Compared to the visual shock of the rice eggs, these were rather plain with a familiar yellow yolk.

However, when he slid it onto a bowl of rice, the presentation was exquisite! It was like a work of art. You know how restaurants often show gorgeous pictures of food in their ads, but the real thing never looks quite the same? Well, this bowl of tamago kake gohan looked straight out of a magazine.

The taste was much sweeter than regular eggs as well. Mr. Sato could see these giving a really nice boost of sweetness when used in baking or making pancakes.

#4 Yuzu Eggs
(Nankokushi, Kochi)

Although RocketNews24 had reported on the legendary eggs that smell like the citrus fruit yuzu before, this was Mr. Sato’s first encounter with them. These come from chickens that have eaten the peels of yuzu in their feed. Even without breaking it, he could get a whiff of citrus scent from these eggs.

After cracking, an even stronger citrus smell came out! It was very refreshing and appetizing, inviting him to dig in. The appearance was very usual, however.

One little surprise remained when he put the egg on rice; the egg white actually had a yellow tinge to it. The smell of yuzu, combined with the smooth texture of the egg, was an interesting and original sensation for Mr. Sato. It’s amazing what a difference a hen’s feed makes in the taste of its eggs.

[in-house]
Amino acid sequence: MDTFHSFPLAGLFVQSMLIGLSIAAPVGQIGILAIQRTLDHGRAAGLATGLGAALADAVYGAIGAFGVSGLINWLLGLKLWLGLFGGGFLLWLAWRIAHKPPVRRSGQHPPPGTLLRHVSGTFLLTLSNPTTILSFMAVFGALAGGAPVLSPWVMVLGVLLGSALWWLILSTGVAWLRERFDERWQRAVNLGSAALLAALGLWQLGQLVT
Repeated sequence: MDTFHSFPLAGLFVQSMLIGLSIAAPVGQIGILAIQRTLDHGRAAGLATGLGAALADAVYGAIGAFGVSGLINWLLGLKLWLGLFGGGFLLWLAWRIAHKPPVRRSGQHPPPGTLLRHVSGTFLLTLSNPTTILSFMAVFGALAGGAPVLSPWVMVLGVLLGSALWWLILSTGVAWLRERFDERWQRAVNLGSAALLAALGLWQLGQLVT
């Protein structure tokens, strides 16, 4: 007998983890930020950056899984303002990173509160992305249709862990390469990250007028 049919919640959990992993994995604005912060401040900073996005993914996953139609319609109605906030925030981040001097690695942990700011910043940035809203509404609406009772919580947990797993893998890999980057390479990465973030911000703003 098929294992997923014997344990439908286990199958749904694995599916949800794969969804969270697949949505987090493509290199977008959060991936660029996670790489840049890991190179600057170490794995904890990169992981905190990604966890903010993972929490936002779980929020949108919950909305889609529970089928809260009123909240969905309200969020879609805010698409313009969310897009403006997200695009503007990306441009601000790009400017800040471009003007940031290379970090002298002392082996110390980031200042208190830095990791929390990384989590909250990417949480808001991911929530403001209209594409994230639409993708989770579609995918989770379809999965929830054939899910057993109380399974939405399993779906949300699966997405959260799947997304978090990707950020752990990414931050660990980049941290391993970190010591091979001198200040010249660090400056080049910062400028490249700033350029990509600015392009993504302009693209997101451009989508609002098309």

#5 Dewa No Sato Meisui Akagara
(Tendo, Yamagata)

The final egg in Mr. Sato’s buffet was produced by chickens fed with herbs and lactic acid bacteria. Our reporter was surprised that hens ate lactic acid bacteria and wondered if it could actually function inside a chicken’s digestive system.

In stark contrast to the yuzu egg, these eggs had no scent at all. Not that eggs are particularly pungent, but they usually have a little musky essence to them. These, however, were totally odorless. Mr. Sato suspected this had something to do with the lactic acid bacteria but couldn’t be sure.

These eggs also had a dark yolk that looked very impressive on a bowl of yet another costly bowl of rice. Mr. Sato began to really appreciate how the look of a dish can affect one’s enjoyment of it. Tamago kake gohan is a rather plain, everyday food akin to a peanut butter and jelly sandwich in the U.S., but this afternoon in Kisaburo Farm they all looked like works of art. This final egg had a mild flavor to it and would probably work very well in an omelet, especially with the vivid orange yolk.

While each egg available could be called a “truly delicious” egg, Mr. Sato would have to give best-in-show to the yuzu egg. The addition of a citrus aroma was not only novel but really boosted the overall eating experience.

So if you’re in the Tokyo area and would like to gain a whole new appreciation for eggs, be sure to stop by Kisaburo Farm at the location given below!

Restaurant Information
Kisaburo Farm / 喜三郎農場
Address: Tokyo-to, Bunkyo-ku, Sengoku 1-23-11
Open: 11:30 a.m. – 2:30 p.m., 5:00 p.m. – 10:00 p.m. / Weekends and Holidays 11:30 a.m. – 10:00 p.m.

Original article by Mr. Sato
Photos: RocketNews24
[ Read in Japanese ]